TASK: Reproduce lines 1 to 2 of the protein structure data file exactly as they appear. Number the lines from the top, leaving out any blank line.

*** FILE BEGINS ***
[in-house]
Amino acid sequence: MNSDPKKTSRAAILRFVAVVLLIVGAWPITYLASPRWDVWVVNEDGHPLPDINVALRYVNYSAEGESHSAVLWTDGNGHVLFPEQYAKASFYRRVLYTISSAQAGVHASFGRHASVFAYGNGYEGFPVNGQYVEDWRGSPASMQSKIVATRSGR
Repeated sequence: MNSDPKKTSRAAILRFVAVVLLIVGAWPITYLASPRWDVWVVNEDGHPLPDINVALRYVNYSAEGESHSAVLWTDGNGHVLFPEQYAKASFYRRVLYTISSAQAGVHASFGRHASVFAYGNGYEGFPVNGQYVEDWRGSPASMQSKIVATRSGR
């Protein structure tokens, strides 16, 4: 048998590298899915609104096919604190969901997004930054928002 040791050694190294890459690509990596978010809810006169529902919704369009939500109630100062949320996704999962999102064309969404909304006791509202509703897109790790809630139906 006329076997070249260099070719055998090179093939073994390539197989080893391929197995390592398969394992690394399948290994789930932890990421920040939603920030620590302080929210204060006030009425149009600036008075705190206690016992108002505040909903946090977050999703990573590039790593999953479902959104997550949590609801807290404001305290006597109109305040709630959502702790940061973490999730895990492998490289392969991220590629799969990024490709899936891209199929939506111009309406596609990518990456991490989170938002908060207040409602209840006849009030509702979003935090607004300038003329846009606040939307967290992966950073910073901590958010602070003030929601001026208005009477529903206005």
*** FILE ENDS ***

[in-house]
Amino acid sequence: MNSDPKKTSRAAILRFVAVVLLIVGAWPITYLASPRWDVWVVNEDGHPLPDINVALRYVNYSAEGESHSAVLWTDGNGHVLFPEQYAKASFYRRVLYTISSAQAGVHASFGRHASVFAYGNGYEGFPVNGQYVEDWRGSPASMQSKIVATRSGR